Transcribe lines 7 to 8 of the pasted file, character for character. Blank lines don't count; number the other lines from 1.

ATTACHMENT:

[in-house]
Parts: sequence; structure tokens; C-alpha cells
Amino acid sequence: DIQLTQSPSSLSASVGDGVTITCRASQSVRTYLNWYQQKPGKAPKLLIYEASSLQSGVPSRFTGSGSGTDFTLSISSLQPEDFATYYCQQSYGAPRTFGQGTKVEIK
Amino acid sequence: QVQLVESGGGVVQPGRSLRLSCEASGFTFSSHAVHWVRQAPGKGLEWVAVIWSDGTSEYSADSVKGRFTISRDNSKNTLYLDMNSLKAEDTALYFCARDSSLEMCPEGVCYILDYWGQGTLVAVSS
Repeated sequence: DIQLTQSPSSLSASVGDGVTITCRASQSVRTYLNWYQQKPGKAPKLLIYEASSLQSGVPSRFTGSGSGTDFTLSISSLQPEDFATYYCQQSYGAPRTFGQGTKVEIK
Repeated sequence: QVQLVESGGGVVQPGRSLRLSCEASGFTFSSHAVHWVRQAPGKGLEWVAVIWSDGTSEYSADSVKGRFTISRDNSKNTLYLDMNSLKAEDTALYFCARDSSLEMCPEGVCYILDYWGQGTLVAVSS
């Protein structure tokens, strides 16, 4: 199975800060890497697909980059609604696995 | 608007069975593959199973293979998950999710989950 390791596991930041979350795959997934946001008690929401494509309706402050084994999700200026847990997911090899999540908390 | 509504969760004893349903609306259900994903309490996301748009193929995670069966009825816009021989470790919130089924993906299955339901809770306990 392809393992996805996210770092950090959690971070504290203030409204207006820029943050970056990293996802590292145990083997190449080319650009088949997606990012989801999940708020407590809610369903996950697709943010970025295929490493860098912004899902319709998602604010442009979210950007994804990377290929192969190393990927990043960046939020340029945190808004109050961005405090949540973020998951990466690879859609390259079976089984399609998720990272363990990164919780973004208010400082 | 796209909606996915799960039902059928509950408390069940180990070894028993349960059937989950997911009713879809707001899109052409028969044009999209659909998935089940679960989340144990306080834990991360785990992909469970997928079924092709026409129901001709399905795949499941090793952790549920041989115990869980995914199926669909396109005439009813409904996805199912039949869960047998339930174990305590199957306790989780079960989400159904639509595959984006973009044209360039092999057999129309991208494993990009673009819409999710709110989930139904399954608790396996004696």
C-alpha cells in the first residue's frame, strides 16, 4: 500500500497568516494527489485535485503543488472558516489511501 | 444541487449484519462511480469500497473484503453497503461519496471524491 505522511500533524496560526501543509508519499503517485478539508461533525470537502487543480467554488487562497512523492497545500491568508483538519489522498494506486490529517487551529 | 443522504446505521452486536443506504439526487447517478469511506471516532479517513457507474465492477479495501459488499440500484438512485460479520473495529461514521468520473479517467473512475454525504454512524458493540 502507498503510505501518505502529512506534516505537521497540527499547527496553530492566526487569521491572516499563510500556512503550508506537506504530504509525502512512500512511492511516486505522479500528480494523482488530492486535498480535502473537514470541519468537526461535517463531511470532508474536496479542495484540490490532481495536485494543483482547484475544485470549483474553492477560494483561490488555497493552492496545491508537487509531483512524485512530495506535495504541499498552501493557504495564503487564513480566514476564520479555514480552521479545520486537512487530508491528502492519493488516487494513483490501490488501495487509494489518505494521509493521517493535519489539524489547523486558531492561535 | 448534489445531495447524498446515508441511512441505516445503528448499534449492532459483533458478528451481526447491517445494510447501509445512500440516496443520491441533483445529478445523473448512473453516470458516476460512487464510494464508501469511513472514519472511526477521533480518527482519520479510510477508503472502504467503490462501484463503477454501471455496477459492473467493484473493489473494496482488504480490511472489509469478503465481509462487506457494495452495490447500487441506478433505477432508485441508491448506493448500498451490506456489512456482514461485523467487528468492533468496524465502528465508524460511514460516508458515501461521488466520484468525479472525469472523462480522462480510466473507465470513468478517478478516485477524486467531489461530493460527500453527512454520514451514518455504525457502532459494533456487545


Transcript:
């Protein structure tokens, strides 16, 4: 199975800060890497697909980059609604696995 | 608007069975593959199973293979998950999710989950 390791596991930041979350795959997934946001008690929401494509309706402050084994999700200026847990997911090899999540908390 | 509504969760004893349903609306259900994903309490996301748009193929995670069966009825816009021989470790919130089924993906299955339901809770306990 392809393992996805996210770092950090959690971070504290203030409204207006820029943050970056990293996802590292145990083997190449080319650009088949997606990012989801999940708020407590809610369903996950697709943010970025295929490493860098912004899902319709998602604010442009979210950007994804990377290929192969190393990927990043960046939020340029945190808004109050961005405090949540973020998951990466690879859609390259079976089984399609998720990272363990990164919780973004208010400082 | 796209909606996915799960039902059928509950408390069940180990070894028993349960059937989950997911009713879809707001899109052409028969044009999209659909998935089940679960989340144990306080834990991360785990992909469970997928079924092709026409129901001709399905795949499941090793952790549920041989115990869980995914199926669909396109005439009813409904996805199912039949869960047998339930174990305590199957306790989780079960989400159904639509595959984006973009044209360039092999057999129309991208494993990009673009819409999710709110989930139904399954608790396996004696």
C-alpha cells in the first residue's frame, strides 16, 4: 500500500497568516494527489485535485503543488472558516489511501 | 444541487449484519462511480469500497473484503453497503461519496471524491 505522511500533524496560526501543509508519499503517485478539508461533525470537502487543480467554488487562497512523492497545500491568508483538519489522498494506486490529517487551529 | 443522504446505521452486536443506504439526487447517478469511506471516532479517513457507474465492477479495501459488499440500484438512485460479520473495529461514521468520473479517467473512475454525504454512524458493540 502507498503510505501518505502529512506534516505537521497540527499547527496553530492566526487569521491572516499563510500556512503550508506537506504530504509525502512512500512511492511516486505522479500528480494523482488530492486535498480535502473537514470541519468537526461535517463531511470532508474536496479542495484540490490532481495536485494543483482547484475544485470549483474553492477560494483561490488555497493552492496545491508537487509531483512524485512530495506535495504541499498552501493557504495564503487564513480566514476564520479555514480552521479545520486537512487530508491528502492519493488516487494513483490501490488501495487509494489518505494521509493521517493535519489539524489547523486558531492561535 | 448534489445531495447524498446515508441511512441505516445503528448499534449492532459483533458478528451481526447491517445494510447501509445512500440516496443520491441533483445529478445523473448512473453516470458516476460512487464510494464508501469511513472514519472511526477521533480518527482519520479510510477508503472502504467503490462501484463503477454501471455496477459492473467493484473493489473494496482488504480490511472489509469478503465481509462487506457494495452495490447500487441506478433505477432508485441508491448506493448500498451490506456489512456482514461485523467487528468492533468496524465502528465508524460511514460516508458515501461521488466520484468525479472525469472523462480522462480510466473507465470513468478517478478516485477524486467531489461530493460527500453527512454520514451514518455504525457502532459494533456487545